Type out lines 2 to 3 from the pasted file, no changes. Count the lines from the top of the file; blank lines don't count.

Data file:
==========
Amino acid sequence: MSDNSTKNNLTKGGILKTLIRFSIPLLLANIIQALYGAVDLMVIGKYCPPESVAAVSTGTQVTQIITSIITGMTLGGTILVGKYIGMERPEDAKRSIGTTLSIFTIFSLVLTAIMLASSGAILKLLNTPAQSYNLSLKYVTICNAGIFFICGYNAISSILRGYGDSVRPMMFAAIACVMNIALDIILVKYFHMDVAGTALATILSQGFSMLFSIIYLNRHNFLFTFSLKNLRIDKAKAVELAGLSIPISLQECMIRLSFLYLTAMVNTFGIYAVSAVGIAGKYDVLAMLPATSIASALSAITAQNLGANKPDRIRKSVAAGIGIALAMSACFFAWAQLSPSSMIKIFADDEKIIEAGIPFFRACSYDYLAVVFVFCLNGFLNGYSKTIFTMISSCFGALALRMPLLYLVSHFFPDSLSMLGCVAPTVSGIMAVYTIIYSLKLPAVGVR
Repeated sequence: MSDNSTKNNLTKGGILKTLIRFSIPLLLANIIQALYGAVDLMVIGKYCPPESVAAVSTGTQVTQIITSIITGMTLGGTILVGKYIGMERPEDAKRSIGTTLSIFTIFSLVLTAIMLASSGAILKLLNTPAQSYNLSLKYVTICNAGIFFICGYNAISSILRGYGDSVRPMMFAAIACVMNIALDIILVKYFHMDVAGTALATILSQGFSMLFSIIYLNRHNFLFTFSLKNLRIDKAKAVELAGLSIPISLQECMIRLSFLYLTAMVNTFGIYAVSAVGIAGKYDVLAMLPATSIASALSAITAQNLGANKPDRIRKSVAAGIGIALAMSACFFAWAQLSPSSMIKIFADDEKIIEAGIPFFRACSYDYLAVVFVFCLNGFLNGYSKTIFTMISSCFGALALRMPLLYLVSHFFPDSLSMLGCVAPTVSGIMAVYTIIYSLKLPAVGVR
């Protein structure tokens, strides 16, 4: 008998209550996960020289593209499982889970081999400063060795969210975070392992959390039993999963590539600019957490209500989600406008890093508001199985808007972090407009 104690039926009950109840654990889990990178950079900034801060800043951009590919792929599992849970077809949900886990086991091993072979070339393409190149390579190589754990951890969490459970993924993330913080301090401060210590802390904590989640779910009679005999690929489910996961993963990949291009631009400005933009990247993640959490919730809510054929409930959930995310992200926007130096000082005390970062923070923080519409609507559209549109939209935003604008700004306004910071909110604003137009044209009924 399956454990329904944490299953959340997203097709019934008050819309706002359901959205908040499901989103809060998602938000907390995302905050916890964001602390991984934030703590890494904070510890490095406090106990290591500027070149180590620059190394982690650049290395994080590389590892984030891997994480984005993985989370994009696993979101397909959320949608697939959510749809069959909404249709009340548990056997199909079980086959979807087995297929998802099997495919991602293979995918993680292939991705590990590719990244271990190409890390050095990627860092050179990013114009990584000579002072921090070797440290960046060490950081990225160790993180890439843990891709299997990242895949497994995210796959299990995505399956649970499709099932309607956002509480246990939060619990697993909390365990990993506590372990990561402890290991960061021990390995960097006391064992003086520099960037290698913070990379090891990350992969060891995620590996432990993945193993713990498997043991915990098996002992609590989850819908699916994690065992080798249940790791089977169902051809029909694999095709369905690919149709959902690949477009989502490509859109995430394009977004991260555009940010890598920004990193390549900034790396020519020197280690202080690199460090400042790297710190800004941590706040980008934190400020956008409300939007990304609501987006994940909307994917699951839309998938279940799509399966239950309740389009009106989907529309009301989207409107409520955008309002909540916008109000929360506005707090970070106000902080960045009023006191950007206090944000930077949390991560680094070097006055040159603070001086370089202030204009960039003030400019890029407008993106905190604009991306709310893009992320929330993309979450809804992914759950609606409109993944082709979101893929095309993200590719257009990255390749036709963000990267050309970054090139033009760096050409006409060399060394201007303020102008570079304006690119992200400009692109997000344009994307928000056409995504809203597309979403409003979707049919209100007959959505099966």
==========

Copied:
Repeated sequence: MSDNSTKNNLTKGGILKTLIRFSIPLLLANIIQALYGAVDLMVIGKYCPPESVAAVSTGTQVTQIITSIITGMTLGGTILVGKYIGMERPEDAKRSIGTTLSIFTIFSLVLTAIMLASSGAILKLLNTPAQSYNLSLKYVTICNAGIFFICGYNAISSILRGYGDSVRPMMFAAIACVMNIALDIILVKYFHMDVAGTALATILSQGFSMLFSIIYLNRHNFLFTFSLKNLRIDKAKAVELAGLSIPISLQECMIRLSFLYLTAMVNTFGIYAVSAVGIAGKYDVLAMLPATSIASALSAITAQNLGANKPDRIRKSVAAGIGIALAMSACFFAWAQLSPSSMIKIFADDEKIIEAGIPFFRACSYDYLAVVFVFCLNGFLNGYSKTIFTMISSCFGALALRMPLLYLVSHFFPDSLSMLGCVAPTVSGIMAVYTIIYSLKLPAVGVR
């Protein structure tokens, strides 16, 4: 008998209550996960020289593209499982889970081999400063060795969210975070392992959390039993999963590539600019957490209500989600406008890093508001199985808007972090407009 104690039926009950109840654990889990990178950079900034801060800043951009590919792929599992849970077809949900886990086991091993072979070339393409190149390579190589754990951890969490459970993924993330913080301090401060210590802390904590989640779910009679005999690929489910996961993963990949291009631009400005933009990247993640959490919730809510054929409930959930995310992200926007130096000082005390970062923070923080519409609507559209549109939209935003604008700004306004910071909110604003137009044209009924 399956454990329904944490299953959340997203097709019934008050819309706002359901959205908040499901989103809060998602938000907390995302905050916890964001602390991984934030703590890494904070510890490095406090106990290591500027070149180590620059190394982690650049290395994080590389590892984030891997994480984005993985989370994009696993979101397909959320949608697939959510749809069959909404249709009340548990056997199909079980086959979807087995297929998802099997495919991602293979995918993680292939991705590990590719990244271990190409890390050095990627860092050179990013114009990584000579002072921090070797440290960046060490950081990225160790993180890439843990891709299997990242895949497994995210796959299990995505399956649970499709099932309607956002509480246990939060619990697993909390365990990993506590372990990561402890290991960061021990390995960097006391064992003086520099960037290698913070990379090891990350992969060891995620590996432990993945193993713990498997043991915990098996002992609590989850819908699916994690065992080798249940790791089977169902051809029909694999095709369905690919149709959902690949477009989502490509859109995430394009977004991260555009940010890598920004990193390549900034790396020519020197280690202080690199460090400042790297710190800004941590706040980008934190400020956008409300939007990304609501987006994940909307994917699951839309998938279940799509399966239950309740389009009106989907529309009301989207409107409520955008309002909540916008109000929360506005707090970070106000902080960045009023006191950007206090944000930077949390991560680094070097006055040159603070001086370089202030204009960039003030400019890029407008993106905190604009991306709310893009992320929330993309979450809804992914759950609606409109993944082709979101893929095309993200590719257009990255390749036709963000990267050309970054090139033009760096050409006409060399060394201007303020102008570079304006690119992200400009692109997000344009994307928000056409995504809203597309979403409003979707049919209100007959959505099966």